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Hiding 'the Beast' of Mental Illness


About five years ago, I realized I was born with a debilitating mental illness. As a child, my family said I was “sensitive.” I was praised for my achievements in school, for keeping out of trouble, for occupying myself in my room for hours on end. The truth is, I was sad. I was lonely. I was teased and bullied. I didn’t get invited to parties. I never had boyfriends. I spent hours alone in my room with my dolls and when I got older, with homework and books.

With the advent of puberty, fed by hormones, the Beast within me grew. I experienced anxiety and panic attacks, some so severe that I had to be taken to the emergency room. I was always accused of taking drugs. I wasn’t, though I should have been. The Beast fed on every thought and emotion until it became so big, so powerful, that I could no longer see any light. Everything was darkness. The world was black. “It’s hormones,” they said. “You’re a teenager,” they said.

The Beast and I went off to college. I partied, made friends, had sex. I worked hard and got good grades, but the Beast was always there. It’d show up when I was drunk or rejected by a guy or didn’t score an “A” on an exam, it’s taunts bellowing in my head. So I worked harder, partied harder, added to the list of one-night stands. Then, I fell in love and subsequently went through a devastating breakup. The Beast consumed my emotions like a fire consumes oxygen, and soon I couldn’t breathe. It took over, screaming, crying, throwing things, and I watched, horrified.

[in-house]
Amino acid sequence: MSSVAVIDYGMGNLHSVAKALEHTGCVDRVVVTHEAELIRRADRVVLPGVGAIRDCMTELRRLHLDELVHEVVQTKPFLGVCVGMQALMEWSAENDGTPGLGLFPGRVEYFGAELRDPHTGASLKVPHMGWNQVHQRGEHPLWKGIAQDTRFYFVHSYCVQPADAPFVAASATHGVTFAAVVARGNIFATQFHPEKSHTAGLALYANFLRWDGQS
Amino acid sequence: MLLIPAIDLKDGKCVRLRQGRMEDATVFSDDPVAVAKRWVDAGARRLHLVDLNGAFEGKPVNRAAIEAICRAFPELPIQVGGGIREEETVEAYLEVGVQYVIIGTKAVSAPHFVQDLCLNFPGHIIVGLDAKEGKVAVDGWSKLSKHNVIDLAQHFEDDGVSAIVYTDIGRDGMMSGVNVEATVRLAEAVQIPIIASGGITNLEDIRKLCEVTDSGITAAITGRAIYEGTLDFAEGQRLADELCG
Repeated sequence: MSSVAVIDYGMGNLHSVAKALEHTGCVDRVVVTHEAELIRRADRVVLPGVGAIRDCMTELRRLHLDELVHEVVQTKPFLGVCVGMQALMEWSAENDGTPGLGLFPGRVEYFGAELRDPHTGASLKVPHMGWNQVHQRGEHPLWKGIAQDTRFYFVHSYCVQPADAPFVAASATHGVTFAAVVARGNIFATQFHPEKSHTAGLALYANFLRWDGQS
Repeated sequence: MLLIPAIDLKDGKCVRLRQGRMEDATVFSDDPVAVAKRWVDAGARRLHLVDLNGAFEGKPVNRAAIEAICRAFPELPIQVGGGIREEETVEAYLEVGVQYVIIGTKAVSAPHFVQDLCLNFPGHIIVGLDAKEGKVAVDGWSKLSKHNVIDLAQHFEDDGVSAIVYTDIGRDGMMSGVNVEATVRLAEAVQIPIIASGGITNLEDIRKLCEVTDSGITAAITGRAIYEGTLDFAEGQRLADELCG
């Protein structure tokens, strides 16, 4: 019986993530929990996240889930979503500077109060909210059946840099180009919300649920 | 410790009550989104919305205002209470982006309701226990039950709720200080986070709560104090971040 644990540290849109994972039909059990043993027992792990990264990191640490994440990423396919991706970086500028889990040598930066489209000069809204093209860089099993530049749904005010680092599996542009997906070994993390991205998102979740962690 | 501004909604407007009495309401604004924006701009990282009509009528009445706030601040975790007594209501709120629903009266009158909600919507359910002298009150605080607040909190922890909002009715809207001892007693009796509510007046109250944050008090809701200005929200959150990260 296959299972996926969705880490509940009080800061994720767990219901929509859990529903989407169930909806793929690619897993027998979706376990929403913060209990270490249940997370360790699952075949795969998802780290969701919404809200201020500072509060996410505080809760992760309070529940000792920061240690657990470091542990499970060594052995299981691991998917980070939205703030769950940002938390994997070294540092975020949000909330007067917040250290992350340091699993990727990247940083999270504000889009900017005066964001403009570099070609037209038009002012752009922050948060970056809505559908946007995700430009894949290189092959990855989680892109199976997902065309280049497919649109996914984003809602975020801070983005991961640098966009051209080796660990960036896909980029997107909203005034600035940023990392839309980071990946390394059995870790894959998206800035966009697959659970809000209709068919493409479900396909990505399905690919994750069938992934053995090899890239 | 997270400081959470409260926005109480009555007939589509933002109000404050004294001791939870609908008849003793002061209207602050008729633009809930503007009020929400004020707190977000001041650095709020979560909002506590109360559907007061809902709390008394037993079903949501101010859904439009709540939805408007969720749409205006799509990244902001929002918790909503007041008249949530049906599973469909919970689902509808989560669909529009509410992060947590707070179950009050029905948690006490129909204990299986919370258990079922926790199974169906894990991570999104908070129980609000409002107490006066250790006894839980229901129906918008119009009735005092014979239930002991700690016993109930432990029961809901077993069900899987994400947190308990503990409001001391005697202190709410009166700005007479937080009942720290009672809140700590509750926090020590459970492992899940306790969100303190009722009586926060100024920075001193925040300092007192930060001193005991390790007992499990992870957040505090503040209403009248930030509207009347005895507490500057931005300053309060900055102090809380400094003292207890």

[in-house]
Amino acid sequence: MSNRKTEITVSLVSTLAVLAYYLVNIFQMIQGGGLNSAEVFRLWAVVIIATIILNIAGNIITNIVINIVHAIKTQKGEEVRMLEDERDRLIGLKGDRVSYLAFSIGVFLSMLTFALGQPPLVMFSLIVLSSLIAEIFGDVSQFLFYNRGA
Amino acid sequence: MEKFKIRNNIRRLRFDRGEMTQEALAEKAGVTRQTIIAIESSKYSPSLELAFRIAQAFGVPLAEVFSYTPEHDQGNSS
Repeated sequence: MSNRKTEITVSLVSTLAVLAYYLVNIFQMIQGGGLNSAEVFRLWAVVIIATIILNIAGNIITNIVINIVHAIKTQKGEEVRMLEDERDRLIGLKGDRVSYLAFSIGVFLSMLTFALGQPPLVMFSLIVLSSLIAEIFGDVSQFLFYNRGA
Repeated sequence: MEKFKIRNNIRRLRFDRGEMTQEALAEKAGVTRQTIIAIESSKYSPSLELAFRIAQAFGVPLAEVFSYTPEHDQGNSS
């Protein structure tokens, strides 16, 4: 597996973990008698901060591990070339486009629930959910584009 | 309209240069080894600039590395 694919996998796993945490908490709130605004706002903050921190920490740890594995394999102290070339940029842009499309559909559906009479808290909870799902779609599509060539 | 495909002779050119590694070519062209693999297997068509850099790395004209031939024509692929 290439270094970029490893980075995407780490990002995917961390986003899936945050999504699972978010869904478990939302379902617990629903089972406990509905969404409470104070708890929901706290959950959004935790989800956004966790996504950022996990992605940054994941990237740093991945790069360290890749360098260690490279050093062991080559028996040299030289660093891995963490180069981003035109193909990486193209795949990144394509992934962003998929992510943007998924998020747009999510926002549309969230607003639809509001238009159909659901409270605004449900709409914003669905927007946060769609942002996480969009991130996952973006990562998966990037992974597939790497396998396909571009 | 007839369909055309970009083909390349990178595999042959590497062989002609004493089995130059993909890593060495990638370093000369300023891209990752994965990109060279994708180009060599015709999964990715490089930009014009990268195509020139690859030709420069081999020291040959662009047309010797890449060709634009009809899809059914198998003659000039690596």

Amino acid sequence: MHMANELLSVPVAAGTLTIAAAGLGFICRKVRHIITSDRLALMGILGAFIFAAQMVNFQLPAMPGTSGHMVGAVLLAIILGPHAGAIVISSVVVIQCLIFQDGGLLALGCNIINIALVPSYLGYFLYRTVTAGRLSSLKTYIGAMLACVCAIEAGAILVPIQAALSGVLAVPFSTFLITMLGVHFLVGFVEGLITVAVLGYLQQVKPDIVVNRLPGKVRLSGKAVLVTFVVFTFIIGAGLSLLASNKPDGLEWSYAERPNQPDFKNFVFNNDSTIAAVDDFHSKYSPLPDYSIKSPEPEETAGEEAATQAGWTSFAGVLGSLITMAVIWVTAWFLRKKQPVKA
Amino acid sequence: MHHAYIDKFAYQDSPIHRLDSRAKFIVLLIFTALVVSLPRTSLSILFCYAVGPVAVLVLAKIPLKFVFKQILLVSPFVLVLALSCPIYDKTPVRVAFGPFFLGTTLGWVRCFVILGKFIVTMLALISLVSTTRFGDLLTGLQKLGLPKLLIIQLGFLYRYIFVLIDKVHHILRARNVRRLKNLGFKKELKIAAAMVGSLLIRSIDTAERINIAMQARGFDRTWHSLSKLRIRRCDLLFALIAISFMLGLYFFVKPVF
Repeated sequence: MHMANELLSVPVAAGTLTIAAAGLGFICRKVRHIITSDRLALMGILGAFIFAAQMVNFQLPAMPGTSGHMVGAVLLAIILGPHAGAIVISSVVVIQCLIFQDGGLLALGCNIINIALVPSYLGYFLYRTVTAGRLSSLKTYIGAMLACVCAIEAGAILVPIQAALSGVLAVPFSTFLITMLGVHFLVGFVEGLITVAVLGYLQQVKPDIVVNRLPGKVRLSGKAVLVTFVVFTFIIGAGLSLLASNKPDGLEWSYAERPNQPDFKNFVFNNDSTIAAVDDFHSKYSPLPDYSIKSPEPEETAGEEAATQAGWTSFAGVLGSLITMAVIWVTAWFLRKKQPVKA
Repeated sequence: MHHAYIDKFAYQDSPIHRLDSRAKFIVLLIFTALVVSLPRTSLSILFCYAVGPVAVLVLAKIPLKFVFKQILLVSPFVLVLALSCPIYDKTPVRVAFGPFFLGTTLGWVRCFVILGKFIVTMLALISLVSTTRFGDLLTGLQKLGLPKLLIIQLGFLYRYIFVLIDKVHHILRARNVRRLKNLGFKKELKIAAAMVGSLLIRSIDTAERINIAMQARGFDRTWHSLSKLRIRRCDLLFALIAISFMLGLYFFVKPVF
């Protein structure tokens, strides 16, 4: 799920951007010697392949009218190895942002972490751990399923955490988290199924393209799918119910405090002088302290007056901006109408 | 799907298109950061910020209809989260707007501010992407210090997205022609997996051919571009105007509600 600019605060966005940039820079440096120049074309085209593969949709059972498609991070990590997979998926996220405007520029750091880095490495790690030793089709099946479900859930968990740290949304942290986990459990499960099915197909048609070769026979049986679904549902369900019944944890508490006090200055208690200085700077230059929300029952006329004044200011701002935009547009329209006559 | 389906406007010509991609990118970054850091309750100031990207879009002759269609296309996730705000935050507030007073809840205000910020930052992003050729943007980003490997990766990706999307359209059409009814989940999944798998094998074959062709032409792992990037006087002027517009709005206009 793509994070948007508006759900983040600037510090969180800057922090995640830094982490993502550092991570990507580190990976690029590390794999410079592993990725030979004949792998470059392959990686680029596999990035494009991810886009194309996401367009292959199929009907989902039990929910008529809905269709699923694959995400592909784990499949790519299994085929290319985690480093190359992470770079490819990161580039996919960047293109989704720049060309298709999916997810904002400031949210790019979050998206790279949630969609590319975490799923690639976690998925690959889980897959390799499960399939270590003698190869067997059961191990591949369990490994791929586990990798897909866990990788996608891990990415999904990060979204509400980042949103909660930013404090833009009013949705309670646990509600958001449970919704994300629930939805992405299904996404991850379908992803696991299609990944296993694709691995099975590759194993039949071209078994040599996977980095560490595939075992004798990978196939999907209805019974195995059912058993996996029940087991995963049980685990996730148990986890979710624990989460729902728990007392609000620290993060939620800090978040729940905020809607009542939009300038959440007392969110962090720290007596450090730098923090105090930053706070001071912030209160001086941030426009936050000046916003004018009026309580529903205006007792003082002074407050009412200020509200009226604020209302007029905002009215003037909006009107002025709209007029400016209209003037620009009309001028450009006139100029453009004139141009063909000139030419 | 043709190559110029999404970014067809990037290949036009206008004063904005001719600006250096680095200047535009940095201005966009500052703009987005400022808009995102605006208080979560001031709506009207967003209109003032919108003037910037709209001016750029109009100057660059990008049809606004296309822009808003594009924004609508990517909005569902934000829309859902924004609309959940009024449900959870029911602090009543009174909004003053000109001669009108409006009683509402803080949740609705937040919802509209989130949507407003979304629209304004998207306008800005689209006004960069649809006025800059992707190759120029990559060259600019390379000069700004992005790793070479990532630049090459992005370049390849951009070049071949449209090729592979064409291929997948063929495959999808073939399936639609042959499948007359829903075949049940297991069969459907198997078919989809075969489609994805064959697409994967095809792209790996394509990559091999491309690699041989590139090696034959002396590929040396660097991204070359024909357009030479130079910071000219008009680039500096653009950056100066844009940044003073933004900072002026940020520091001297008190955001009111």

You would think someone would have insisted I get help. The Beast went back into hiding so everything, once again, appeared normal. Hiding it became a daily focus. I hid it from my spouse, my family, my co-workers and my friends as best I could on a daily basis for years. It was exhausting work, hiding this Beast from the world, keeping its constant abuse to myself. With the exception of an occasional meltdown, I did it very well.

Life and circumstances change. There are events we can’t control, and often they snowball into a giant, tangled mess that, try as we might, we just can’t stuff down any longer. They feed the Beast that consumes us from the inside. We become simply a shell, a host for this monster that steals our joy with its constant abuse. We merely exist. There is hope, however. In my case, therapy and medication help me keep the Beast at bay, most of the time. There are days where it visits like an unwanted guest. My job is to make sure it doesn’t stay too long.

If you or someone you know needs help, visit our suicide prevention resources page.

If you need support right now, call the National Suicide Prevention Lifeline at 1-800-273-8255, the Trevor Project at 1-866-488-7386 or text “START” to 741-741.

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Thinkstock photo by Electra-K-Vasileiadou